I found the folder and have not noted any % amount for the TSR royalty.

I have found details of misc. items:

I found tiny notebook pages where I billed JG for the travel agency phone calls to TSR about the royalty discussions (I was working during the day as travel agent still until the end of 1976) for 7 phones calls between 9/4/76 to 11/6/76... and finally an entry that says Milwaukee Lawyer Phone $4.81 and that must be when we achieved agreement because the notebook pages show no more calls to anyone and I reimbursed the agency for a month of other charges through 12/20/76.

Bob never talked to TSR then. However Bob & I would heatedly discuss what the latest demand (including mailed letters) of the TSR lawyer "meant". Bob was loathe to hire our own lawyer (which I wanted to do) so sort chewed on this project with all the satisfaction that sweetened styrofoam would provide! :)

FYI, at first Gen Con '76 I spent $22 on hotel stay with my buddy Mark Whitehead who came along because I was so exhausted I was afraid of driving off the road (probably at travel agent discount!) $16 on gas, $14 meals, $32.50 on TSR Supplements (!), $4 on something called FB Levels (?) and $2.50 on Zocchi presstype.

There is nothing in my partnership folder about the 19 of the 20.5 months of our partnership! So jump ahead 19 months later...

I sent out notice of dissolution of our partnership April 7 stating that March 31 was the last date of partnership. However Royalty, Dissolution & Employment Contracts were not signed until May 1.

My Employment Contract was mainly so Bob could avoid having to pay so much for my share of the stock and value of the partnership. But I took it seriously enough and produced studies of product sales rates and when to kill off "dogs". I don't remember them acting on this so I sort of lost my ardor to continue.

I felt my input was valuable because I knew a LOT about the business worked but now stood outside of the craziness and thus able to be more objective than before. I just wanted Bob to thrive. But I got the feeling he did not want to kill off the dogs and may have continued to put money into printing items that were selling too slowly. (And this at a time of high interest rates.)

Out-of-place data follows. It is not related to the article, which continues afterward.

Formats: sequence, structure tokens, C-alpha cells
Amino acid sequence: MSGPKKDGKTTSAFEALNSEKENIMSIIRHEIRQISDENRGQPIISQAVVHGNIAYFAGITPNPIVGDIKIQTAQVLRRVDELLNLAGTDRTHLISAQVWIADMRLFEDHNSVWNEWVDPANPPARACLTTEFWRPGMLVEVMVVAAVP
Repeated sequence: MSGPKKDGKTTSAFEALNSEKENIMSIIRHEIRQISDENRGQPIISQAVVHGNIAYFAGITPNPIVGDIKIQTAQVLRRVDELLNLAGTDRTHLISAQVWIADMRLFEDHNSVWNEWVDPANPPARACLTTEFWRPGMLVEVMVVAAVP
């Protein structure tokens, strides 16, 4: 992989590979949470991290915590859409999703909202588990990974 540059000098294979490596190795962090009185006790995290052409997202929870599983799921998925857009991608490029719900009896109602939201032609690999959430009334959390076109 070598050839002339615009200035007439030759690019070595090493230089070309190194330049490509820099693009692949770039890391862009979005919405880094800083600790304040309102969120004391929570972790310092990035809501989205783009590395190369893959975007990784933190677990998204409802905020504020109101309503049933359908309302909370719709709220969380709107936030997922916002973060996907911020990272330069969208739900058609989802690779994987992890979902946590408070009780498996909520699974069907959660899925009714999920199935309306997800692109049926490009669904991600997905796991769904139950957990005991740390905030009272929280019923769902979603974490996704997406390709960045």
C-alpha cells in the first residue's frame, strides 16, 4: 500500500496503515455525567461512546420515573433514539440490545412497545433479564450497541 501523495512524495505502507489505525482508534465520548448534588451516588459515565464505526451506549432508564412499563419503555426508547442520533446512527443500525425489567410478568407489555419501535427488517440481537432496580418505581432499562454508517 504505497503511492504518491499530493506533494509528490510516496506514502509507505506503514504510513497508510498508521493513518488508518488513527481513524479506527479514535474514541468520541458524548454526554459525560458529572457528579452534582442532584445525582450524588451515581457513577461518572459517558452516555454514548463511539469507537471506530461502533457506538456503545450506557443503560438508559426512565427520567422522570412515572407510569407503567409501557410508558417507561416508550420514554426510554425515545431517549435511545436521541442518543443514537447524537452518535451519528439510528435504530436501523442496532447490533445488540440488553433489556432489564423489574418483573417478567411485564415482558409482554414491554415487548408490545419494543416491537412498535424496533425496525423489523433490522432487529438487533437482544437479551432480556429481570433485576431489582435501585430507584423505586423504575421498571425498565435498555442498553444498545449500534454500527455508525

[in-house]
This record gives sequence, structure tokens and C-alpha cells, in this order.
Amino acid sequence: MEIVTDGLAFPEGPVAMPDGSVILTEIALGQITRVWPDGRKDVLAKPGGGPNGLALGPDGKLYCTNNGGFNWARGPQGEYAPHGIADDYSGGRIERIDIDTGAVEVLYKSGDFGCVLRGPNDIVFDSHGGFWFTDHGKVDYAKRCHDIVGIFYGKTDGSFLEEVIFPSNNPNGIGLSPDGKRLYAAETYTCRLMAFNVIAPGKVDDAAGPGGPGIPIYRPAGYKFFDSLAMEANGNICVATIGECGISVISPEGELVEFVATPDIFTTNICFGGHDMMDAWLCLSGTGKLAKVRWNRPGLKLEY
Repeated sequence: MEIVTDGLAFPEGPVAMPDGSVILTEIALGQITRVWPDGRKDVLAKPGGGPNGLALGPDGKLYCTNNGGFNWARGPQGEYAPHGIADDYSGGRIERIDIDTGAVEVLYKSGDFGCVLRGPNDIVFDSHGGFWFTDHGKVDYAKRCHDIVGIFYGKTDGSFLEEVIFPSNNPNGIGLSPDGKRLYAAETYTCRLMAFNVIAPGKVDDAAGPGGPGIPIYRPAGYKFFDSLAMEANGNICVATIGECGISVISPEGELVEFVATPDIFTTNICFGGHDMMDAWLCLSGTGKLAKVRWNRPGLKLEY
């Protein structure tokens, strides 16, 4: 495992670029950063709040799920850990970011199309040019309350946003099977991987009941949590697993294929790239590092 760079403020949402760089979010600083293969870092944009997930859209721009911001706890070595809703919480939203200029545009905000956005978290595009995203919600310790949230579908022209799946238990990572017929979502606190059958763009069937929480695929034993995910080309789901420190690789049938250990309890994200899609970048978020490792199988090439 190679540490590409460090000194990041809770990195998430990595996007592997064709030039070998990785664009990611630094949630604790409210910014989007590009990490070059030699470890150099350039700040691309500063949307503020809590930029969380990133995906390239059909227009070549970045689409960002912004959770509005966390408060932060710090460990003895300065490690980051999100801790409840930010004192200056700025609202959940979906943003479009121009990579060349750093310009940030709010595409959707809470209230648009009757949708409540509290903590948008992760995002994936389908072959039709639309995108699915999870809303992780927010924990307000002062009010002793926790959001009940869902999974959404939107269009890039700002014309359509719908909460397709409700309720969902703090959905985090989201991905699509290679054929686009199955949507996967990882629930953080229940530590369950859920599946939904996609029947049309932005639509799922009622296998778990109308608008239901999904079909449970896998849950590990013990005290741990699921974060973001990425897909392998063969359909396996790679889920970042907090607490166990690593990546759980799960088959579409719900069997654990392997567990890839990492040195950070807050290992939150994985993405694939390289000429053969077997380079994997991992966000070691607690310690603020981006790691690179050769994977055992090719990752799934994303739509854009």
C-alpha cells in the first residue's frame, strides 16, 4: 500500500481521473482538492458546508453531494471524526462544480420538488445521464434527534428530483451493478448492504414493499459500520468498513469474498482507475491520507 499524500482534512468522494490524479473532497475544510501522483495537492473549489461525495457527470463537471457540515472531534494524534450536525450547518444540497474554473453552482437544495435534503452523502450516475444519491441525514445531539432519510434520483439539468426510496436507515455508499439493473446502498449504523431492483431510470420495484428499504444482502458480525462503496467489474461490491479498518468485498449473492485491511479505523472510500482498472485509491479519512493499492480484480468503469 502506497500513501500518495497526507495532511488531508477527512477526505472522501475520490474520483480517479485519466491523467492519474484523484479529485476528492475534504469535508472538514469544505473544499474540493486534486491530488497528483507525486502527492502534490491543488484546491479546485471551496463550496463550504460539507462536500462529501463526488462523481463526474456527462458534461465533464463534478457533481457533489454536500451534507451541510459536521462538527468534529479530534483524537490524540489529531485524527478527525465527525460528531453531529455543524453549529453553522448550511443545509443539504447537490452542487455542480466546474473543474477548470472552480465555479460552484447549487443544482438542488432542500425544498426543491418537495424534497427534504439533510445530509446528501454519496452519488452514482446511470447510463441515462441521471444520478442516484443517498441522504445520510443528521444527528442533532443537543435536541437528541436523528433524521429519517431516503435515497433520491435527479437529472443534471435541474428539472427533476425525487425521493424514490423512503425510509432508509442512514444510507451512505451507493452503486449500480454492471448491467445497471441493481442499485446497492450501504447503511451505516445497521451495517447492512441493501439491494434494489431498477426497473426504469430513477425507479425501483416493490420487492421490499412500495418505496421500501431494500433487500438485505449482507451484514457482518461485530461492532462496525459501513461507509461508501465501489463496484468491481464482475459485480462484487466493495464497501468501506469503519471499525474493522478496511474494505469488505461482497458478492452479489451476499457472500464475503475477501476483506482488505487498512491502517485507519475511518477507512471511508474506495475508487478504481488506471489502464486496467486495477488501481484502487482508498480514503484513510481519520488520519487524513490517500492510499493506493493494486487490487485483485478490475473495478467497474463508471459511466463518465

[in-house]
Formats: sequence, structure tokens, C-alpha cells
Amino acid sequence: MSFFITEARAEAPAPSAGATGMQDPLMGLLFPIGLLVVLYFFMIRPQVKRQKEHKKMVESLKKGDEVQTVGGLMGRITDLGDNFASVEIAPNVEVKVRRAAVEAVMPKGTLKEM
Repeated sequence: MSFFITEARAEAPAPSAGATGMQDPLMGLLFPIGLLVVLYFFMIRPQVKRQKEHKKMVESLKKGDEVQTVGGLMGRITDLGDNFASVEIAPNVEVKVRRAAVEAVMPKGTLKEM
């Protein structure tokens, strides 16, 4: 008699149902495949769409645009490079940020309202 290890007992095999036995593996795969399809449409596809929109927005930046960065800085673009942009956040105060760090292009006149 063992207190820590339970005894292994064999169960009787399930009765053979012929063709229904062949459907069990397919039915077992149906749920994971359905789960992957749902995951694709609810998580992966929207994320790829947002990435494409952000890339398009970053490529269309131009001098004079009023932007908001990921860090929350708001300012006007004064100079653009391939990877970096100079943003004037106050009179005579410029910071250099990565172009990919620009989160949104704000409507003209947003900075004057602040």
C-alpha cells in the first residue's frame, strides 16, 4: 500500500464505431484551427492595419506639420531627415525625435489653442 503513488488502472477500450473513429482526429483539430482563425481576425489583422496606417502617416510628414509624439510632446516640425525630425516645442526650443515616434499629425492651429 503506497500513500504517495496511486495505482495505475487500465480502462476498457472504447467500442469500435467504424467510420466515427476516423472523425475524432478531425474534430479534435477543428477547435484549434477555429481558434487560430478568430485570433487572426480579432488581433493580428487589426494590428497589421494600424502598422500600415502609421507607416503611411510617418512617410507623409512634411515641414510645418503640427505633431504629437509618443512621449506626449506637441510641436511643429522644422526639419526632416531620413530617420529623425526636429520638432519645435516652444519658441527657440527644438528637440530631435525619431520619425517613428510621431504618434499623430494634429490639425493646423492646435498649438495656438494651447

Perhaps some of the minutia of sales rates for various products and my recommendations might be of interest to collectors now.

I also found the royalty contract for Treasury of Archaic Names (my last product) signed by Bob 7/30/81 which was later than I remembered.


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Post Posted: Sun Aug 29, 2010 3:00 am 
 

Bill Owen wrote:Perhaps some of the minutia of sales rates for various products and my recommendations might be of interest to collectors now.

I also found the royalty contract for Treasury of Archaic Names (my last product) signed by Bob 7/30/81 which was later than I remembered.


Indeed they would be of interest.

And people would pay money for the documents themselves!  8O


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Post Posted: Sun Aug 29, 2010 7:14 pm 
 

FormCritic wrote:Writers like Rudy Kraft, Dave Arneson and Dave Petrowsky went on to work with other companies and projects.  Other writers, such as Marc Summerlot, Scott Fulton, Geoff O'Dale and Paul Elkhorne were active in recreating the Judges Guild magic with new editions of Judges Guild products in the D20 Open Gaming Licencse boom of 2001 to 2008.


Geoffrey O. Dale is the pseudonym of Paul Elkmann (note spelling).

  

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Post Posted: Sun Aug 29, 2010 7:19 pm 
 

FormCritic wrote:As of this writing, Judges Guild remains active under the direction of Bledsaw's son, Bob Jr.   Although new print projects for Dungeons and Dragons 4th Edition have been proposed and announced, none of them have actually gone to press.


To the contrary, Bob Jr. stated that he would not subject his IP to the licensing requirements for 4th edition.  New product which has been proposed and where bits and pieces, such as covers have been previewed are slated for the JG Universal System.

  

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Post Posted: Sun Aug 29, 2010 8:10 pm 
 

Tegel Manor was proposed as a 4th Edition project...not by Bob Jr.  That was before the 4th Edition license was even announced.


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Last edited by FormCritic on Sun Aug 29, 2010 8:12 pm, edited 1 time in total.
  

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Post Posted: Sun Aug 29, 2010 8:12 pm 
 

leadjunkie wrote:
Geoffrey O. Dale is the pseudonym of Paul Elkmann (note spelling).


I knew Elkhorne had to be wrong, but that does solve the mystery of who Geoffrey O'Dale is.

I have seen both versions of the name in use:  O. Dale and O'Dale.  The first is the version that appears on old Judges Guild projects.


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Post Posted: Sun Aug 29, 2010 10:12 pm 
 

FormCritic wrote:
I knew Elkhorne had to be wrong, but that does solve the mystery of who Geoffrey O'Dale is.

I have seen both versions of the name in use:  O. Dale and O'Dale.  The first is the version that appears on old Judges Guild projects.


Surely either O. Dale or O'Dale are versions (typographical differences) of Paul Elkmann's pen name.

See here (4th heading):

http://www.spellbookgames.com/about.html

  

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Post Posted: Sun Aug 29, 2010 10:18 pm